In determining whether the RLA completely preempts Roddy's state civil rights claim we must begin by looking at the RLA itself. Congress passed the RLA "to promote stability in labor-management relations by providing a comprehensive framework for resolving labor disputes." Hawaiian Airlines, 512 U.S. at 252, 114 S. Ct. 2239. The framework provided by the RLA is a mandatory arbitral mechanism for "the prompt and orderly settlement of all disputes growing out of grievances or out of the interpretation or application of agreements covering rates of pay, rules, or working conditions." 45 U.S.C. § 151a. The RLA gives the National Railroad Adjustment Board exclusive jurisdiction over disputes that arise out of collective bargaining agreements. Beard, 893 F.2d at 121-22. The existence of a mandatory arbitration provision, however, does not answer the question of whether Congress intended the RLA to occupy the field so completely that any "ostensibly state law claim" touching on railroad employment "is in fact a federal claim" for purposes of removal jurisdiction. See AmSouth Bank, 386 F.3d at 776.
The Eleventh Circuit examined the RLA in Geddes v. Am. Airlines, Inc., 321 F.3d 1349 (11th Cir. 2003). Based upon the language and substance of the RLA and its legislative history, the Eleventh Circuit concluded that the RLA did not have the extraordinary preemptive force necessary to create federal removal jurisdiction. Id. at 1357. The court noted that in contrast to the LMRA and ERISA, the RLA does not create a federal cause of action for the resolution of disputes. Id. at 1354. Accordingly, federal courts are not in a position to fashion a cohesive body of federal law for enforcement of collective bargaining agreements under the RLA. Id. Moreover, there is no indication that Congress intended for federal courts to acquire jurisdiction solely to ensure that minor disputes are redirected from the courts to the boards of adjustment. Id.
The Third Circuit similarly found "no evidence in the RLA or its legislative history of a Congressional intent to permit recharacterization and removal of what purports to be a state claim." Ry. Labor Execs. Ass'n v. Pittsburgh & Lake Erie R.R. Co., 858 F.2d 936, 942 (3d Cir. 1988). The Ninth Circuit has also rejected a finding that a plaintiff's state law claims were completely preempted by the RLA. Price v. PSA Inc., 829 F.2d 871, 876 (9th Cir. 1987). "Congress has not indicated, as it did with LMRA § 301 and ERISA, that the RLA is `so powerful as to displace entirely any state cause of action.'" Id. (quoting Metro. Life, 481 U.S. at 64, 107 S. Ct. 1542).4 See also Tyree, 973 F. Supp. at 792 (holding that removal was improper because "it is clear that the RLA does not satisfy the complete preemption doctrine because it does not create a parallel federal cause of action.").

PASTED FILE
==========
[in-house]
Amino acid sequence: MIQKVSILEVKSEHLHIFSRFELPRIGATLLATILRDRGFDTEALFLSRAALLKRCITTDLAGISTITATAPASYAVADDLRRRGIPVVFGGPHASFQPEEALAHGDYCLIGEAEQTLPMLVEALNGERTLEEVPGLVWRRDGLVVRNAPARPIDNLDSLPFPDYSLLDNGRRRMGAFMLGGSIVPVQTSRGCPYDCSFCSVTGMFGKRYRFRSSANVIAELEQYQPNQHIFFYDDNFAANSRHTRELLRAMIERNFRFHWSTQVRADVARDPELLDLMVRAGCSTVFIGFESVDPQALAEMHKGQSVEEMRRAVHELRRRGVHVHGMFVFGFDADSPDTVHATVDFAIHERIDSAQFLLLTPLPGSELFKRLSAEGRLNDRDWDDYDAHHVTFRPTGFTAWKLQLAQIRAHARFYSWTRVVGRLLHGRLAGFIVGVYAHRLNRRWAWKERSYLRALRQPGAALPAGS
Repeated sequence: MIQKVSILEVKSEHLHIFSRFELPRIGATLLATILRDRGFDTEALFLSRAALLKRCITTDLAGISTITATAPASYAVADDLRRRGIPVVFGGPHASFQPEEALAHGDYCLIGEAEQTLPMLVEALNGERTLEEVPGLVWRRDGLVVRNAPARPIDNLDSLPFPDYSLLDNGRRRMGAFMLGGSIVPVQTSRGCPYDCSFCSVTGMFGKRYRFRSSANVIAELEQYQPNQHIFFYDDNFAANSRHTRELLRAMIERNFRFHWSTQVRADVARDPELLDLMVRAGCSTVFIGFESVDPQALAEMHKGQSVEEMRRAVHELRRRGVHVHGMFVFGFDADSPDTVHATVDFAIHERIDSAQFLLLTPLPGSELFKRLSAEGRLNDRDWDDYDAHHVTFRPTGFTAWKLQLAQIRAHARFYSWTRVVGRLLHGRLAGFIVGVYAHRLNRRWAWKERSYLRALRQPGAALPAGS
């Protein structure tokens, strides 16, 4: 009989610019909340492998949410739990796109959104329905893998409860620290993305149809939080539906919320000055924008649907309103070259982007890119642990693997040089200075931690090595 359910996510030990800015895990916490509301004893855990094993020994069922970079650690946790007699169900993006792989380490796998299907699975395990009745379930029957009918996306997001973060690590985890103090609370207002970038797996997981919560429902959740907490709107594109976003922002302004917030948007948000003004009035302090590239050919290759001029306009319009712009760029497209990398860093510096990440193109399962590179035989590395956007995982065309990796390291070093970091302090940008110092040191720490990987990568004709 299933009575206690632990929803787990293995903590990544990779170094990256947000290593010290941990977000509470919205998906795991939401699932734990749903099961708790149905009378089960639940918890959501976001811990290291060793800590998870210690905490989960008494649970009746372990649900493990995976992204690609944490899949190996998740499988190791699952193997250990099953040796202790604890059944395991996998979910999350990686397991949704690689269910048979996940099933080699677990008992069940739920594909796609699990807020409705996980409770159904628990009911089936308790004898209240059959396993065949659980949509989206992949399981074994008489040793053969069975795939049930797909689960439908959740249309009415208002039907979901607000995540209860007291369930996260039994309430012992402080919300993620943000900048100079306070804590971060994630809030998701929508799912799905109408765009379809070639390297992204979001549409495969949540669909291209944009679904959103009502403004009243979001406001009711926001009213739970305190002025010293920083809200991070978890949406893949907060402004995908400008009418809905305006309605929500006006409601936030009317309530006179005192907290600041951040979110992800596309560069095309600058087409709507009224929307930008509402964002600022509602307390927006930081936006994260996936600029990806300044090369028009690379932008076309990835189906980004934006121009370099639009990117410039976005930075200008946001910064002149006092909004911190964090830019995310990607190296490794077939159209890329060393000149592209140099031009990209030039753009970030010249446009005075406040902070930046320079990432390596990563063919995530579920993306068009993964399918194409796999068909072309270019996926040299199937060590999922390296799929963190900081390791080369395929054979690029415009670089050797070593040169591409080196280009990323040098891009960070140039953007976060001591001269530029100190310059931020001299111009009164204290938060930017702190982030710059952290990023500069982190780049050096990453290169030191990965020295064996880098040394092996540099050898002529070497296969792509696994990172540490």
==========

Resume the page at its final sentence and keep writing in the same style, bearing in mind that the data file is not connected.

Not all of the circuits are in agreement. The Eighth Circuit has held that "the RLA's preemptive force is so extraordinary that it takes over the whole field of railroad labor disputes arising from collective bargaining agreements." Deford v. Soo Line R.R. Co., 867 F.2d 1080, 1085 (8th Cir. 1989). More recently the Eighth Circuit held in Gore v. Trans World Airlines, 210 F.3d 944, 949 (8th Cir. 2000), that the plaintiff's state law claims of false arrest, negligence, libel and slander, and invasion of privacy were completely preempted by the RLA and were removable to federal court because they were inextricably intertwined with the provisions of the labor contract. Id. at 950. See also Anderson v. American Airlines, Inc., 2 F.3d 590 (5th Cir. 1993) (holding that employee's workers compensation retaliation claim was not completely preempted by RLA because claim did not require interpretation of the CBA).
On review we conclude that the Eleventh Circuit's analysis of the RLA in Geddes, 321 F.3d at 1353-57, is most consonant with the Supreme Court's instructions on how to approach issues of complete preemption. Complete preemption represents a substantial departure from the firmly established well-pleaded complaint rule. This Court is hesitant to find such a departure absent clear Congressional intent to that effect. We agree with the Eleventh Circuit that Congress has not clearly manifested an intent to make all causes of action that touch on railroad employment removable to federal court.